Piracy no problem for a third of Brits

A new Microsoft survey has found that one in three of us thinks using pirated software is acceptable, even though we know little about the risks involved.


One in three UK citizens think it is acceptable to use pirated software in the workplace or at home, despite admitting to having little grasp of the risks involved.

Microsoft's Attitudes to Piracy survey compared people's attitudes towards film, music and software piracy, as well as their understanding of the dangers involved.

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The poll revealed that piracy is now almost as popular in the workplace as it is at home, with one in eight of the 1,000 respondents admitting to using pirated software at work, and more than half (57 per cent) saying they believed their boss would consider the practice acceptable.

However, of greater concern was the fact that only a third of all respondents professed to have an understanding of the risks involved, such as identity theft or virus attacks.

"People need to understand that there are inherent risks to their own security, including identity theft, from using pirated software products and that they can often be the victim of others' criminal actions, such as an employer using pirated software in the workplace," said Susie Winter from the Alliance Against IP Theft in a statement.

The report highlighted just how commonplace these dangers are, revealing that pirated software had led to an introduction of a virus in 62 per cent of cases, a loss of personal data in 31 per cent, and a computer crash 38 per cent of the time.

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It also revealed that 60 per cent of respondents knew more about the dangers of downloading music or movies illegally than they did about the risks in using pirated software.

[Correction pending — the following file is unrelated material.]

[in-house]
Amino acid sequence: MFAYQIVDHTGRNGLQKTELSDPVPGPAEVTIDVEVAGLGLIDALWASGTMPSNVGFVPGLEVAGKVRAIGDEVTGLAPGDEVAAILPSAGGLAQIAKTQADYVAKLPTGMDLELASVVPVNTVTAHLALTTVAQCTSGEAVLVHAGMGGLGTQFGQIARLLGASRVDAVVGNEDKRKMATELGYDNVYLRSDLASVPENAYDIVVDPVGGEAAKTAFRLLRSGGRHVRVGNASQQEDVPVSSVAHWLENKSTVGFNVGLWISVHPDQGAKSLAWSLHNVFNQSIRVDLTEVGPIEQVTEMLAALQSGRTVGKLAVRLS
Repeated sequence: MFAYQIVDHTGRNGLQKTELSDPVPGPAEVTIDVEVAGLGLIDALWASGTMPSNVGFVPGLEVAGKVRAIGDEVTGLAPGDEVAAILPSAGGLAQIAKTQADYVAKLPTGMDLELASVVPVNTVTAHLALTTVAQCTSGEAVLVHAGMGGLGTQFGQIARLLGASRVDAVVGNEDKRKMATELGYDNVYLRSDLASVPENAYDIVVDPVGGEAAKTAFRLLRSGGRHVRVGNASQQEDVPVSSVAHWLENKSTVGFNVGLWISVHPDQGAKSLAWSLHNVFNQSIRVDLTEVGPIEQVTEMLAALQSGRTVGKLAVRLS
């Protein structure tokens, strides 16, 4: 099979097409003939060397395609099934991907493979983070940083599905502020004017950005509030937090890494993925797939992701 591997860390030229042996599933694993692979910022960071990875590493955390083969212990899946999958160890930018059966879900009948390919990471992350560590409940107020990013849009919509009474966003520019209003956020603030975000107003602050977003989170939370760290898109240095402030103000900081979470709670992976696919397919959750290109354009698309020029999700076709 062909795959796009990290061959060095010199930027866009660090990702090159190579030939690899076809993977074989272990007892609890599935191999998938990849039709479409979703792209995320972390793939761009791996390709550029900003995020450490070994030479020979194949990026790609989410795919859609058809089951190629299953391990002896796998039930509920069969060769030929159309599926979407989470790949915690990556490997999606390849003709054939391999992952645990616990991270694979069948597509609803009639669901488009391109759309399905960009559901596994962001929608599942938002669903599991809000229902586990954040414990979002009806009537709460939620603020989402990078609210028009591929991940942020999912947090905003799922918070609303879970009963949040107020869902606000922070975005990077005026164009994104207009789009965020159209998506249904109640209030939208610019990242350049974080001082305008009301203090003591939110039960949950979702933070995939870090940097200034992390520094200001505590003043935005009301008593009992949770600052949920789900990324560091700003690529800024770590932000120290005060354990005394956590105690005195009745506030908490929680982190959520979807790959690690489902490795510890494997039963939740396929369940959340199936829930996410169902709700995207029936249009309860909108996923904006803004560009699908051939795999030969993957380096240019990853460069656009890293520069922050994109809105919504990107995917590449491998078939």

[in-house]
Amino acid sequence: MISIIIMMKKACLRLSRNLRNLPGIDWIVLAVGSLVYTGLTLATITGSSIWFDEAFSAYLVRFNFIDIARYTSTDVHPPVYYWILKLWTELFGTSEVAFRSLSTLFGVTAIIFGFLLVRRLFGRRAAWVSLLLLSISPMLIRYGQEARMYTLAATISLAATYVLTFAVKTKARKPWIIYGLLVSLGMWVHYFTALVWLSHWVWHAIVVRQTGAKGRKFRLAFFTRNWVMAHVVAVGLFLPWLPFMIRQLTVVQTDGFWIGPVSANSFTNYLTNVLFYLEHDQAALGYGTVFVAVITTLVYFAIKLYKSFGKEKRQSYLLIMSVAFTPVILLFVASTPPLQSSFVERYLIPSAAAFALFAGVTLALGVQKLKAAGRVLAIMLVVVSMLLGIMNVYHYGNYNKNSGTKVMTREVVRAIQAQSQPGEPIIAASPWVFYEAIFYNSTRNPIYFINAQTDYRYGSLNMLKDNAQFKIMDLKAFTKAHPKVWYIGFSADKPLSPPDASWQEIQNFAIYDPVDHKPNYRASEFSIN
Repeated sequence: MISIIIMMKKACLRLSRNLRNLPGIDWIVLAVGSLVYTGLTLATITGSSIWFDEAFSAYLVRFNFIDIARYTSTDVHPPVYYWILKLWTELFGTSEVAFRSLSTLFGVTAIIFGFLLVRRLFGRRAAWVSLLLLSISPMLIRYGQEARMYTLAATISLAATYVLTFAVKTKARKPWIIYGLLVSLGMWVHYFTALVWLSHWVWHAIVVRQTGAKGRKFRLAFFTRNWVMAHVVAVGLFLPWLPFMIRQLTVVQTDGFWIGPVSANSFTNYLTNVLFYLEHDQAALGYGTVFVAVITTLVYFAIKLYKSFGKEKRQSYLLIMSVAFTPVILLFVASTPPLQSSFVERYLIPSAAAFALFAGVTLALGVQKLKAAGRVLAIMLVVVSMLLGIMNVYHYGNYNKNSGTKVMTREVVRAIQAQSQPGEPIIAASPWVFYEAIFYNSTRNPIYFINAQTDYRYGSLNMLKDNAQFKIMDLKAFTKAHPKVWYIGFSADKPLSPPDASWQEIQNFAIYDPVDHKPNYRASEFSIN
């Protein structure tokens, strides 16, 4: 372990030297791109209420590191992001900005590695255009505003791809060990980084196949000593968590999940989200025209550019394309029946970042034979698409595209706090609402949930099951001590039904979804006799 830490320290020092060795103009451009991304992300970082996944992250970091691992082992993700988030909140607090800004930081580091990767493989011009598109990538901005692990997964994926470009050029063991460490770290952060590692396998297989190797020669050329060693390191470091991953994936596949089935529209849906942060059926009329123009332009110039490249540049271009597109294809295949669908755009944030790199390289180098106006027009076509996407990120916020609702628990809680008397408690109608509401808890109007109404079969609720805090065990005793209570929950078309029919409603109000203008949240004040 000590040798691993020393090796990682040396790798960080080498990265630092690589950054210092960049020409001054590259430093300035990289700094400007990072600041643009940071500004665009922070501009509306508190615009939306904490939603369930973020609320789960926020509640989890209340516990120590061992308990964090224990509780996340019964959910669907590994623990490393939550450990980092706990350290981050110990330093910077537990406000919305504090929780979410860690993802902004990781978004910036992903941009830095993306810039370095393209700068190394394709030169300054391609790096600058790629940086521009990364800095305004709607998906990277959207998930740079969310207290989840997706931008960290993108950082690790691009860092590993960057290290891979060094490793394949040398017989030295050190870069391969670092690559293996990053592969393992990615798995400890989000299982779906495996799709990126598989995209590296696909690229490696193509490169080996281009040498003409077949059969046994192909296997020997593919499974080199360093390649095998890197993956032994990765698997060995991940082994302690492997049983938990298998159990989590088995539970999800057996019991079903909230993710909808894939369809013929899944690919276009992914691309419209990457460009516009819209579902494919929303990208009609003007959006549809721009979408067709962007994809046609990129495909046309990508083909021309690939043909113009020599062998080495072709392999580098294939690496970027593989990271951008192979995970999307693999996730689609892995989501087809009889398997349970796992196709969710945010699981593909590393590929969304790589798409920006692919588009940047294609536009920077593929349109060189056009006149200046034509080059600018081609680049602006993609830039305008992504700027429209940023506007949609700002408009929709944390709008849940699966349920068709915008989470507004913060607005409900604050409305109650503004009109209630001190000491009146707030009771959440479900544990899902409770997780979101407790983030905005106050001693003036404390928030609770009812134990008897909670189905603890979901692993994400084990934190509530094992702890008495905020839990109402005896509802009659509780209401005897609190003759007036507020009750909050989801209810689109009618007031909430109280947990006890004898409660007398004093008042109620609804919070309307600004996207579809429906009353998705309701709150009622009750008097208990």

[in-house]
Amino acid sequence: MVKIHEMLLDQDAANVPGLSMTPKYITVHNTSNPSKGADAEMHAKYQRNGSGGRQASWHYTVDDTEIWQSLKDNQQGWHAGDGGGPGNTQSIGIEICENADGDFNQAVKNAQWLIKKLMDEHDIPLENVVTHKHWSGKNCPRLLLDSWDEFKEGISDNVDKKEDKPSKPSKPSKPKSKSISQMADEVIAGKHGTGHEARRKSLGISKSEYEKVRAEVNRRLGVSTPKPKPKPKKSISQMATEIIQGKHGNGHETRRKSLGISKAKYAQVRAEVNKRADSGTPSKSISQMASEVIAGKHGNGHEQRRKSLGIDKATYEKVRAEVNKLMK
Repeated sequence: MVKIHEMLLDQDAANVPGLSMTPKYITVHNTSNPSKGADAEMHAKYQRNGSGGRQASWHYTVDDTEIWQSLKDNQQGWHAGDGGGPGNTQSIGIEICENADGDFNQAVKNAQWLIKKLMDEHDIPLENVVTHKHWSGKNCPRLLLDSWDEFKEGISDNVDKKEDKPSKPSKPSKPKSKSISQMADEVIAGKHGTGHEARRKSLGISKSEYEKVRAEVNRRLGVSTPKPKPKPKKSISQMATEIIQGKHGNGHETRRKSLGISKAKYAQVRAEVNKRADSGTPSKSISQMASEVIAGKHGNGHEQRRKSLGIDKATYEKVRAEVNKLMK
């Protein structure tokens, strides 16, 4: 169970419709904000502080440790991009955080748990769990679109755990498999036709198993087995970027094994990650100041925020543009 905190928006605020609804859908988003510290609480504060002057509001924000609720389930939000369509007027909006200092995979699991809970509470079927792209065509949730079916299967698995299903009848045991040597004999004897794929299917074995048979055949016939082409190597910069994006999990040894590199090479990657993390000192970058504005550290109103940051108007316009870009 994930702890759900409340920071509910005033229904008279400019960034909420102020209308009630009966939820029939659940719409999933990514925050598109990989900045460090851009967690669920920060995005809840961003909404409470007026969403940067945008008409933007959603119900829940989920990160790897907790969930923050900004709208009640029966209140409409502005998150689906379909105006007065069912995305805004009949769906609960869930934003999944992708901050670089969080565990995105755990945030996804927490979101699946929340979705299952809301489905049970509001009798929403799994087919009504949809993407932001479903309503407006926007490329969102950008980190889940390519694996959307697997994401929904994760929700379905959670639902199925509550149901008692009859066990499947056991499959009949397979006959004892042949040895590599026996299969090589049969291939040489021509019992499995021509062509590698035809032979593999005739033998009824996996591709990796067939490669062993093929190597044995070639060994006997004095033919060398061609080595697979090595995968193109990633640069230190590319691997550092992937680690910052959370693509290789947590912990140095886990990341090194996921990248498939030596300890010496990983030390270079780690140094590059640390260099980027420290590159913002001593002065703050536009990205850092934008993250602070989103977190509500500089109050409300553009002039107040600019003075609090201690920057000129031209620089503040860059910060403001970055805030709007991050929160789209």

"Computers are now central to the way in which we interact, work and consume media, and we need to make sure our awareness and understanding of the dangers of downloading pirated products improves too," said Michala Wardell, Microsoft UK's head of anti-piracy.

Microsoft says the release of the report was timed to coincide with the ongoing focus on the Digital Economy Bill, which as it stands will see persistent illegal downloaders and file sharers facing disconnection from the internet.

"The Government's Digital Economy Bill is a reflection of how serious the issue of piracy has become. As people continue to spend more and more time online, we think it's important to ensure people understand the dangers associated with this type of activity so they can better protect themselves," Wardell said.

A recent study by a French consultancy firm claimed that software piracy could cost 1.2 million jobs and 240 million in lost commerce across Europe by 2015.

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